How MidoNet is virtualizing open source networks

Scalable open virtual networking with MidoNet

Posted 27 Jan 2015 by 

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Networking is an important part of any modern datacenter. As open source continues to grow in virtualization solutions, virtualized networking is an important part of the picture. MidoNet, an open source network virtualization platform for Infrastructure-as-a-serivice (IaaS) clouds like OpenStack cloud software, is gaining traction as a way to implement networking solutions.

What is MidoNet?

MidoNet is a production-grade network virtualization solution that allows operators to build isolated networks in software that overlays the existing hardware-based network infrastructure. It addresses the shortcomings in OpenStack Neutron by replacing the default Open vSwitch (OVS) plugin with the MidoNet plugin.

Modern distributed applications have unique networking and security requirements to ensure application availability and performance.

It is often a challenge for network administrators to keep up with new infrastructure requests or make changes to support rapid prototyping and continuous delivery. Designed for distributed computing, MidoNet can provides per-tenant network control of the network to create and change network topologies on the fly.

Why open source?

The benefits of open source software development for customers are evident. Cross-vendor collaborative engineering led to technological breakthroughs, code stability through peer reviews and rapid issue identification and resolution. Midokura made a strategic decision to open source its software to address the fragmentation in the networking industry. The decision to give away fours years of engineering to the open source community was deliberate with far reaching implications.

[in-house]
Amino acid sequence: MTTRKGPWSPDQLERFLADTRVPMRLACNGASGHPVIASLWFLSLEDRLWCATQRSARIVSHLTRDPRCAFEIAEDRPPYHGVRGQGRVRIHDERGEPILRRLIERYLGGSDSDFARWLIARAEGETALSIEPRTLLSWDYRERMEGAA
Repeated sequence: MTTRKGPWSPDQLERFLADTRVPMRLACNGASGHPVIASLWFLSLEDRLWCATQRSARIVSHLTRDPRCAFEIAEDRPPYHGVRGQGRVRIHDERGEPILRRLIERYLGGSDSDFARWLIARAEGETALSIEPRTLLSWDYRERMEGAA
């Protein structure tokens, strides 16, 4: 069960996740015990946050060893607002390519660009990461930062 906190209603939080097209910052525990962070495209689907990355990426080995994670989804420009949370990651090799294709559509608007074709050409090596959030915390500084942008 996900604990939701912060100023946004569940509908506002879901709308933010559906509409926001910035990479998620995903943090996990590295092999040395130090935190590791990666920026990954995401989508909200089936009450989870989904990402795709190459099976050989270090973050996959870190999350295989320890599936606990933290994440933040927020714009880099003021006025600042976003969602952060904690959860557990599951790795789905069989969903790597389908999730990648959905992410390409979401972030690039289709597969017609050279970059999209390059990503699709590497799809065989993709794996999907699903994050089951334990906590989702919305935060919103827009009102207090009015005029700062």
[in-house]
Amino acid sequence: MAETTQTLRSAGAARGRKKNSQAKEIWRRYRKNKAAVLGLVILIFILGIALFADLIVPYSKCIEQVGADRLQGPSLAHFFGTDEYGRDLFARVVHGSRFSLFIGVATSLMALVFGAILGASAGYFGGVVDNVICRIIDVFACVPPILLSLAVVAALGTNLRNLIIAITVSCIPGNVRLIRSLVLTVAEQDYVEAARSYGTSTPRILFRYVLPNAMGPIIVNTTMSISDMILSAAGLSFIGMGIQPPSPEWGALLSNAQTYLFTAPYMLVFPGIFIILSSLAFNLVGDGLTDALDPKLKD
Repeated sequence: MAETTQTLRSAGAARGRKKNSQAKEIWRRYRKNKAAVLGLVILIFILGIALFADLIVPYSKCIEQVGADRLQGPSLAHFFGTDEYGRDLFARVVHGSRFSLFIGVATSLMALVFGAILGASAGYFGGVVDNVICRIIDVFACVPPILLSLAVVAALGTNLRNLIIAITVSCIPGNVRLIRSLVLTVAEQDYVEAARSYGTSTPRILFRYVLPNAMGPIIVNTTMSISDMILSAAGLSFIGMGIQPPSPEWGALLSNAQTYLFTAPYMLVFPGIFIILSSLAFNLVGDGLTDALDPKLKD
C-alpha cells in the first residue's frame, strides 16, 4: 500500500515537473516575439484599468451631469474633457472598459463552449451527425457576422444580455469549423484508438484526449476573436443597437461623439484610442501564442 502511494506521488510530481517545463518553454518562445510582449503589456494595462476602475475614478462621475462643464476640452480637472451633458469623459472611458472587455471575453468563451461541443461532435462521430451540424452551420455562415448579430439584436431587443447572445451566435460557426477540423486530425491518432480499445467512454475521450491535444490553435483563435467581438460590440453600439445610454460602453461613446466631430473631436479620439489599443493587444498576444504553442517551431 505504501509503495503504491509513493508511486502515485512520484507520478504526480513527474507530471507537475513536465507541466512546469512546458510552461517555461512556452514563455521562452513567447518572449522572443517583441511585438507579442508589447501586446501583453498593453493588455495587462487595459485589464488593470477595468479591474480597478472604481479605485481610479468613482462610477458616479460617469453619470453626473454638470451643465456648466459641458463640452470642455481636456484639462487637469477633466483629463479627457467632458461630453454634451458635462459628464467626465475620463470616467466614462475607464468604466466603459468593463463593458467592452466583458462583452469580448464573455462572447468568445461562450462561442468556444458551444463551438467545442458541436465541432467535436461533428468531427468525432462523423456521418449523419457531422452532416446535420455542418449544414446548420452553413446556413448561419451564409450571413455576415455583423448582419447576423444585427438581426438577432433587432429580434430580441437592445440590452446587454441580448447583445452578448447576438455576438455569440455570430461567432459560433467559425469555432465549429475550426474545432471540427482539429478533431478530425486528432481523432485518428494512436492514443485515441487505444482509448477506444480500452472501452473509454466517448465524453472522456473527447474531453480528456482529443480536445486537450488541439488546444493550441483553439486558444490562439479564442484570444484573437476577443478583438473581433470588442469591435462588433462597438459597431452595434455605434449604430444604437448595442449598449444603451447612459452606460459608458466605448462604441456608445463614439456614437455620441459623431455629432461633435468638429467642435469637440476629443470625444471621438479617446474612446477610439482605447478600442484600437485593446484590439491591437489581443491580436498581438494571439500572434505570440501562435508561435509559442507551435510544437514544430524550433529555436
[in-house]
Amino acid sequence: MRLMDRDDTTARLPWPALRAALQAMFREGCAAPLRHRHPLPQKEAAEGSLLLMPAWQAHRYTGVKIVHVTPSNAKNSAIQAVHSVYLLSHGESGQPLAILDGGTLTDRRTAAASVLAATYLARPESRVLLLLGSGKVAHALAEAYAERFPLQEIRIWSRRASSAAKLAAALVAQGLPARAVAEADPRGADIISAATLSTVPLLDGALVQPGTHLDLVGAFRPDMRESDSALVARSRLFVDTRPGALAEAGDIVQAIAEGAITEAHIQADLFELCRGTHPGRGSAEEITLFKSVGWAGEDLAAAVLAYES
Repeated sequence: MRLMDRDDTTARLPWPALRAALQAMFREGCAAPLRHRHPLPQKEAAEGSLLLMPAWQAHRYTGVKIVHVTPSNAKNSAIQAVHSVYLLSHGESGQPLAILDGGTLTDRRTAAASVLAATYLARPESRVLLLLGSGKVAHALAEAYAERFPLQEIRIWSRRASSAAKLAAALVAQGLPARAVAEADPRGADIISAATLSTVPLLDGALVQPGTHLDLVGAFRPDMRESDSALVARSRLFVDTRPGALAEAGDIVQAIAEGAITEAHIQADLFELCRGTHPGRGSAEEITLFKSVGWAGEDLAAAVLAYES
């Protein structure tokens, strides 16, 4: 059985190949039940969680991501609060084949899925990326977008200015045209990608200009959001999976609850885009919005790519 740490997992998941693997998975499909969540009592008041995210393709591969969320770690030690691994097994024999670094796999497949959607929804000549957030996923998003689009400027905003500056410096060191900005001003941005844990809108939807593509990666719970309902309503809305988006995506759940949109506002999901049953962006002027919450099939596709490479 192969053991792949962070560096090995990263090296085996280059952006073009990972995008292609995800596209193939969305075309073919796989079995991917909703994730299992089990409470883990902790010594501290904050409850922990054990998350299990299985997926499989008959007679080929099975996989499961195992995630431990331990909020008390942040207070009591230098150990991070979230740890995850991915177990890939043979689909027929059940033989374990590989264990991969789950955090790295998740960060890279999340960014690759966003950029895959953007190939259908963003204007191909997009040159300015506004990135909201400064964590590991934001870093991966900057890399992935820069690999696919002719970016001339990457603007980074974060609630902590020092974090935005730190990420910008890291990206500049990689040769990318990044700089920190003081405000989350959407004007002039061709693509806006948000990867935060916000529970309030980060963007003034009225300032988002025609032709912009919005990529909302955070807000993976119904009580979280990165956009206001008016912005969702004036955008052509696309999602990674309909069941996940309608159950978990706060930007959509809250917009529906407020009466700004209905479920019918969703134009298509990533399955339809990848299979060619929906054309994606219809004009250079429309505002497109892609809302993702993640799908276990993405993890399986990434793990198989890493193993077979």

Midokura Enterprise MidoNet is already a proven, scalable virtual networking solution for leading service providers like KVH Asia and Zetta.IO. It was apparent to Midokura that multiple networking vendors were trying to sell proprietary solutions and have little to no incentive to invest in the default configuration in OpenStack. This means that networking remains unfit for large-scale production and could hinder broad adoption of OpenStack in the enterprise. Leaving customers without an open source networking solution or having to choose amongst competing “open” standards when adopting a fully open source cloud project like OpenStack did not make much sense to Midokura.

MidoNet is modeled after other open source communities like Ubuntu and OpenStack. MidoNet gained initial support from the leading semiconductor vendors active in the Linux open source communities like Fujitsu and Broadcom and Ethernet and infiniband vendors like Mellanox. Industry analysts made commentary about the adoption of OpenStack closely mirroring to that of Linux. MidoNet parallels OpenStack adoption as evidenced by the top three Linux distributions (Red Hat, Canonical/Ubuntu, and SUSE) getting onboard at the onset. Much like some of the other open source projects, it is no surprise to see the first wave of adopters coming from large-scale cloud providers like IDC Frontier (subsidiary of Yahoo Japan) and HP Helion Eucalyptus and regional cloud providers like Zetta.io in Norway and KVH Asia.